Knud Adams is a director of new and experimental plays. His recent productions include Tin Cat Shoes (Trish Harnetiaux, Clubbed Thumb), Aloha, Aloha, or When I Was Queen (Eliza Bent, Abrons), The Workshop (Torrey Townsend, Soft Focus), Asshole (Justin Kuritzkes, JACK), On a Clear Day I Can See to Elba (Eliza Bent, The New Ohio), Every Angel is Brutal (Julia Jarcho, Clubbed Thumb), Tom & Eliza (Celine Song, JACK), That Poor Girl and How He Killed Her (Jen Silverman, U. of Rochester), Krazytown (Jenny Schwartz, NYU), and Snore (Max Posner, Juilliard). He is a Drama League Artist in Residence and a former Drama League Directing Fellow, Soho Rep Writer/Director Lab member, and Playwrights Horizons Directing Resident. www.knudadams.com
Soriya K. Chum is a dramaturg and producer of talks, performances, and live events. He is currently the Manager of Humanities & Studio Programs at Theatre for a New Audience. Previously, Soriya has held roles at the Asian American Arts Alliance, the Martin E. Segal Center, Theatre Communications Group, and HERE Arts Center. MFA in Dramaturgy, Columbia University.
James F. Wilson is Professor of English and Theatre at LaGuardia Community College and the Graduate Center of the City University of New York. He is a former executive director of CUNY’s Center for LGBT Studies (CLAGS), and his articles and reviews have appeared in numerous academic journals and chapter anthologies. He is co-editor of The Journal of American Drama and Theatre, published by the Martin E. Segal Theatre Center, and the author of Bulldaggers, Pansies, and Chocolate Babies: Performance, Race, and Sexuality in the Harlem Renaissance (University of Michigan Press, 2010; paperback 2011).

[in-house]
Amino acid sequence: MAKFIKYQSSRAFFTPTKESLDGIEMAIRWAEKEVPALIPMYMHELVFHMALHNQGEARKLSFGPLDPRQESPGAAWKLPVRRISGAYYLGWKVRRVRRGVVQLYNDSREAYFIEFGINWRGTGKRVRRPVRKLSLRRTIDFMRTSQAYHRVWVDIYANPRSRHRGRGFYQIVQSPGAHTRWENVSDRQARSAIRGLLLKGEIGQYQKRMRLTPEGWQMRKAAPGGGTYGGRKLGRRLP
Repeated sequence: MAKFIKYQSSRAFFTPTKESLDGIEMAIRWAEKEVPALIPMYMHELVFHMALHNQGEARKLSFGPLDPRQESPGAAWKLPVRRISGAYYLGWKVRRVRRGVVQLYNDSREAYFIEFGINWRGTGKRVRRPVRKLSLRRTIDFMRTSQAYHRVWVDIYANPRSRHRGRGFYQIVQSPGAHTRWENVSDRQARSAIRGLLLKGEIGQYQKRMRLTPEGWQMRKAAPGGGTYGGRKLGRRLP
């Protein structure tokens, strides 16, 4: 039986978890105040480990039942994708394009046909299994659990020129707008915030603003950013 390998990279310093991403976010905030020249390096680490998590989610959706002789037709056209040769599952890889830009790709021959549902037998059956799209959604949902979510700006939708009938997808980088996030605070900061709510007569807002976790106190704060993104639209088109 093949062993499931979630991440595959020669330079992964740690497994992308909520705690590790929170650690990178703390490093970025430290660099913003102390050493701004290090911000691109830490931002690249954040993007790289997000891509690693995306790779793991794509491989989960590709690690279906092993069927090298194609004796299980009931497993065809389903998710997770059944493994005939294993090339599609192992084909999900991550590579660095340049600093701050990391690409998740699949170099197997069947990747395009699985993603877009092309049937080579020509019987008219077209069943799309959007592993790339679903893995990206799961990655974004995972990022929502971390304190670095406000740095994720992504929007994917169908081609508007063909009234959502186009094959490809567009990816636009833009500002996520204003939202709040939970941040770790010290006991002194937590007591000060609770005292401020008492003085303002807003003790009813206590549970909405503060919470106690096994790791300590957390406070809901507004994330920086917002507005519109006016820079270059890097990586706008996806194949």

Yu-Yun Hsieh was born in Taipei, Taiwan. Yu-Yun is currently a doctoral candidate in Comparative Literature at the Graduate Center, CUNY with a BA and a MA in English, and an adjunct lecturer in English at Hunter College. Her short stories, essays, and reviews in Chinese have appeared in UNITAS Literary Monthly, INK Literary Monthly, Liberty Times, China Times, Youth Literary, World Journal, and Fa: Film Appreciation Journal in Taiwan. She is also the recipient of the 2004 UNITAS Emerging Writers Award and the 2009 Taipei Literature Award. Her Chinese translation of Thomas Pynchon’s The Crying of Lot 49 was published in 2014. As a former fiction fellow of the Writers’ Institute of CUNY, her non-fiction work in English has appeared in n+1, Open Letters Monthly, World Literature Today, and Times Literary Supplement in the UK.
Originally from Taiwan, Dennis Yueh-Yeh Li earned his MA in Performance Studies at Tisch School of the Arts, New York University. He works as a director, playwright, and performer, having created productions addressed upon sexuality, philosophy, and politics, to give his unique perspectives on time, space, and power relations. Dennis is an Associate Artistic Director of the Living Theatre, is also a former fellowship recipient of the Institute of Target Margin Theater. His directing credits include L.ear (Dixon Place), Blind (Theater for the New City), The (New) Trial(Theater for the New City), and Civilization and Its Discontents (Judson Memorial Church). Currently, Dennis is the New York Directing Fellow of Drama League.